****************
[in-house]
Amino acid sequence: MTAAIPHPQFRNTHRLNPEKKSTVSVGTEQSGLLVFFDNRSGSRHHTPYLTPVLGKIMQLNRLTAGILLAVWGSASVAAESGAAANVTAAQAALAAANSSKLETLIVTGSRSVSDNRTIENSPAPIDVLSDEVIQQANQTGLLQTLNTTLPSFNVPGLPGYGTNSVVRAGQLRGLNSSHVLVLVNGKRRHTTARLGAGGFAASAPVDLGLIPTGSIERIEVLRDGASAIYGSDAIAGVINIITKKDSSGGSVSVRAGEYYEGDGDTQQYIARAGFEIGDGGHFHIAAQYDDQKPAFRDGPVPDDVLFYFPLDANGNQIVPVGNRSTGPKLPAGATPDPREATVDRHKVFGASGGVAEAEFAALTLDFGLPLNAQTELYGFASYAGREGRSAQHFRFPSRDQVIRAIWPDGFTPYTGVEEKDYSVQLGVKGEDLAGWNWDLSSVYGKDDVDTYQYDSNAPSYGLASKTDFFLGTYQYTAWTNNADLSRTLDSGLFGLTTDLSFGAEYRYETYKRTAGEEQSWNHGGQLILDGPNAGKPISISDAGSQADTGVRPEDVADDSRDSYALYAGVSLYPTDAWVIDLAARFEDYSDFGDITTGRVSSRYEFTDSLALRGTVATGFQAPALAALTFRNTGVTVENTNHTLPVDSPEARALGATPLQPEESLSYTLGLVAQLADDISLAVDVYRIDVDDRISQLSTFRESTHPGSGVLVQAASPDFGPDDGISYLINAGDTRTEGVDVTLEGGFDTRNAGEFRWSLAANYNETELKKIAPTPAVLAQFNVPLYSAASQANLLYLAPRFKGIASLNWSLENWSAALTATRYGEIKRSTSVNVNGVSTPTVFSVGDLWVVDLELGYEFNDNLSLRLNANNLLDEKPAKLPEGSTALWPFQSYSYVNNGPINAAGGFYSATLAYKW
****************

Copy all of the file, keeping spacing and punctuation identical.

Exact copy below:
[in-house]
Amino acid sequence: MTAAIPHPQFRNTHRLNPEKKSTVSVGTEQSGLLVFFDNRSGSRHHTPYLTPVLGKIMQLNRLTAGILLAVWGSASVAAESGAAANVTAAQAALAAANSSKLETLIVTGSRSVSDNRTIENSPAPIDVLSDEVIQQANQTGLLQTLNTTLPSFNVPGLPGYGTNSVVRAGQLRGLNSSHVLVLVNGKRRHTTARLGAGGFAASAPVDLGLIPTGSIERIEVLRDGASAIYGSDAIAGVINIITKKDSSGGSVSVRAGEYYEGDGDTQQYIARAGFEIGDGGHFHIAAQYDDQKPAFRDGPVPDDVLFYFPLDANGNQIVPVGNRSTGPKLPAGATPDPREATVDRHKVFGASGGVAEAEFAALTLDFGLPLNAQTELYGFASYAGREGRSAQHFRFPSRDQVIRAIWPDGFTPYTGVEEKDYSVQLGVKGEDLAGWNWDLSSVYGKDDVDTYQYDSNAPSYGLASKTDFFLGTYQYTAWTNNADLSRTLDSGLFGLTTDLSFGAEYRYETYKRTAGEEQSWNHGGQLILDGPNAGKPISISDAGSQADTGVRPEDVADDSRDSYALYAGVSLYPTDAWVIDLAARFEDYSDFGDITTGRVSSRYEFTDSLALRGTVATGFQAPALAALTFRNTGVTVENTNHTLPVDSPEARALGATPLQPEESLSYTLGLVAQLADDISLAVDVYRIDVDDRISQLSTFRESTHPGSGVLVQAASPDFGPDDGISYLINAGDTRTEGVDVTLEGGFDTRNAGEFRWSLAANYNETELKKIAPTPAVLAQFNVPLYSAASQANLLYLAPRFKGIASLNWSLENWSAALTATRYGEIKRSTSVNVNGVSTPTVFSVGDLWVVDLELGYEFNDNLSLRLNANNLLDEKPAKLPEGSTALWPFQSYSYVNNGPINAAGGFYSATLAYKW